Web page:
For nearly half a century, Professor M.A.K Halliday has been enriching the discipline of linguistics with his keen insight into this social semiotic phenomenon we call language. His scholarship has advanced our understanding of language as an activity which is both rational and relational, systemic and semantic, dynamic and diverse. Building on the legacy of his mentor, Professor J.R. Firth, Halliday approaches language from the vantage point of meaning and purpose, and provides a sound theoretical framework for dealing with questions about how and why we come to use language as we do for being and becoming who we are.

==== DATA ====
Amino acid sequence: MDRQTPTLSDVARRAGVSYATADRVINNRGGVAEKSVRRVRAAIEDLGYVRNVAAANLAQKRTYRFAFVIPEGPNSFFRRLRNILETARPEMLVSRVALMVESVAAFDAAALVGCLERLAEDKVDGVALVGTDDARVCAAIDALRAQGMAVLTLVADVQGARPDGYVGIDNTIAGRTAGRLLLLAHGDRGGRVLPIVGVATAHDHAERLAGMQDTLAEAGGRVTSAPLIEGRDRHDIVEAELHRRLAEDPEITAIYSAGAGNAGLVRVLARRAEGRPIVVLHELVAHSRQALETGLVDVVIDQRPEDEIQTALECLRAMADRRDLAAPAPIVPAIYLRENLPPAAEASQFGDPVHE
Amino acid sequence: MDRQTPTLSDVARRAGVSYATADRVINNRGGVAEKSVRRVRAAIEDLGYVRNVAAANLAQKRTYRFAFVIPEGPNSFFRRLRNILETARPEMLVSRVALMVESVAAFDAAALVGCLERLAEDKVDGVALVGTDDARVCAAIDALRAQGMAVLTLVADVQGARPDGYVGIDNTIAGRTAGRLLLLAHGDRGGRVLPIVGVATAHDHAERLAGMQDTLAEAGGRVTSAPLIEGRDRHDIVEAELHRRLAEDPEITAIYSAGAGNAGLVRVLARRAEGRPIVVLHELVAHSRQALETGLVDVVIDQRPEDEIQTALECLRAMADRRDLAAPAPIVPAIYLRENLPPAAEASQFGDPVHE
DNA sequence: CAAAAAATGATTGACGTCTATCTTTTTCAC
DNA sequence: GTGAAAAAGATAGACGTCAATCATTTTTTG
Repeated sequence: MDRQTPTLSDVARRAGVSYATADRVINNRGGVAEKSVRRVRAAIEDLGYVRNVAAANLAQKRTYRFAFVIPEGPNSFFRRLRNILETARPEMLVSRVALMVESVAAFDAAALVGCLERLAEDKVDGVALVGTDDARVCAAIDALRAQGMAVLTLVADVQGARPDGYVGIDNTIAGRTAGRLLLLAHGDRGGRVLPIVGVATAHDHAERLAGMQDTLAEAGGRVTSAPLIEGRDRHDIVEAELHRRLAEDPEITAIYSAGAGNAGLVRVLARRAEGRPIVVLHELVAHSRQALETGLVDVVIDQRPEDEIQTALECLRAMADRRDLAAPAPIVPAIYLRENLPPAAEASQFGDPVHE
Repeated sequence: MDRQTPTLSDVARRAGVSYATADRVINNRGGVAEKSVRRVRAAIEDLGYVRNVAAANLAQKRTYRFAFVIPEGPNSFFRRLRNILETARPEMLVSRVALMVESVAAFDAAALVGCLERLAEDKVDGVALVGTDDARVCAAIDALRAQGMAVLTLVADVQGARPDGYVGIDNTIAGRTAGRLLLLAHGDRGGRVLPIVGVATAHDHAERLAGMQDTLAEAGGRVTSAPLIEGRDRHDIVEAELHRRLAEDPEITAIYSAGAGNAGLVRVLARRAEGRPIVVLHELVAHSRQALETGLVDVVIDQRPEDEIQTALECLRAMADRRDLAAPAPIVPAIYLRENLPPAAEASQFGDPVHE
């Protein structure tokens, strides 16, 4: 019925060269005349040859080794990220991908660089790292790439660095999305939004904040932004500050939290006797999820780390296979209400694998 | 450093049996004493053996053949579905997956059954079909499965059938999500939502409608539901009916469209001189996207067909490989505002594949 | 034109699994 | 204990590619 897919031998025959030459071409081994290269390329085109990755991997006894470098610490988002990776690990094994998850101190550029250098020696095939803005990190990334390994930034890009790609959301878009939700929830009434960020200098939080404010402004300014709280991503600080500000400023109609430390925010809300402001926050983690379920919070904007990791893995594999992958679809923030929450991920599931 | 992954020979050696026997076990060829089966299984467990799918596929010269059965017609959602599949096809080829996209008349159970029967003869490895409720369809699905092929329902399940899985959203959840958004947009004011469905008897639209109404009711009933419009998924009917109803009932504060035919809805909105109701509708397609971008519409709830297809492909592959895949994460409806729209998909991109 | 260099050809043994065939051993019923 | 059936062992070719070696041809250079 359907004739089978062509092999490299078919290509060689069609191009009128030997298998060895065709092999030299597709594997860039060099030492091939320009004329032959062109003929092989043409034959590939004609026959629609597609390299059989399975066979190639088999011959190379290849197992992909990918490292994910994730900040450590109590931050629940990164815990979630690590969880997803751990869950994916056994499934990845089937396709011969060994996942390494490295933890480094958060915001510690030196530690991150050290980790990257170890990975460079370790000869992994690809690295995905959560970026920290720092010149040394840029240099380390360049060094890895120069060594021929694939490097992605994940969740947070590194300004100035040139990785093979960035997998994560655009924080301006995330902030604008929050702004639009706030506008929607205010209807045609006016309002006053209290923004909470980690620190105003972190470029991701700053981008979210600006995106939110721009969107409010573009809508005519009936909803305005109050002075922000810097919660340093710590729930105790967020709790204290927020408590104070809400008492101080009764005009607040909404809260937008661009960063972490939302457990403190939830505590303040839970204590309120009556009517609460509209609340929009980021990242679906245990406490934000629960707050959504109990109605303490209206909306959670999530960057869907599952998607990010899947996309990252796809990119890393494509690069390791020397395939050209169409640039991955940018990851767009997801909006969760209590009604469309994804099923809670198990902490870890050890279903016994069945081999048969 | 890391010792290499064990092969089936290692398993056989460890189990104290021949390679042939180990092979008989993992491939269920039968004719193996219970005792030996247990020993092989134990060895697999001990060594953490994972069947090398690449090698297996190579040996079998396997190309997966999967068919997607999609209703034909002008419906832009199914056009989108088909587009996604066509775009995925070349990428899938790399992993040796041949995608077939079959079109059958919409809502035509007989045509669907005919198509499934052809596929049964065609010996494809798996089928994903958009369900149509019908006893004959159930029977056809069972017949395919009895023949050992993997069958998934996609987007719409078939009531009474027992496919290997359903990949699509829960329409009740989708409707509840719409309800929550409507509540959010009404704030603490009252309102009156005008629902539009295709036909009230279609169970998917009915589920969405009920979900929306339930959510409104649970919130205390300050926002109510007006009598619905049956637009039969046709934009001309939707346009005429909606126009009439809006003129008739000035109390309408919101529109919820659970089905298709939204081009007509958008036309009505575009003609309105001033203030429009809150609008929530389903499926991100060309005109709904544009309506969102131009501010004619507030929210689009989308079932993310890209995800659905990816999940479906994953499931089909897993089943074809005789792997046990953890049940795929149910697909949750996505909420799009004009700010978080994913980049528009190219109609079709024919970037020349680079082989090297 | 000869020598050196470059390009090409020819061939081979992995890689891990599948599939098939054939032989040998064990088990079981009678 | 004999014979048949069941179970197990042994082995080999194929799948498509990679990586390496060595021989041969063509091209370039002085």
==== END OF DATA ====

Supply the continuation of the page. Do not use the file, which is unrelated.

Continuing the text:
Halliday's work has long attracted a wide audience, which includes linguists, educators, computer scientists and policy makers. What many find appealing in the man and his scholarship is his rejection, on the one hand, of the elitism typical of certain other schools of linguistics, while on the other hand embracing the study of that which powers language and also conditions our ways of thinking and behaving.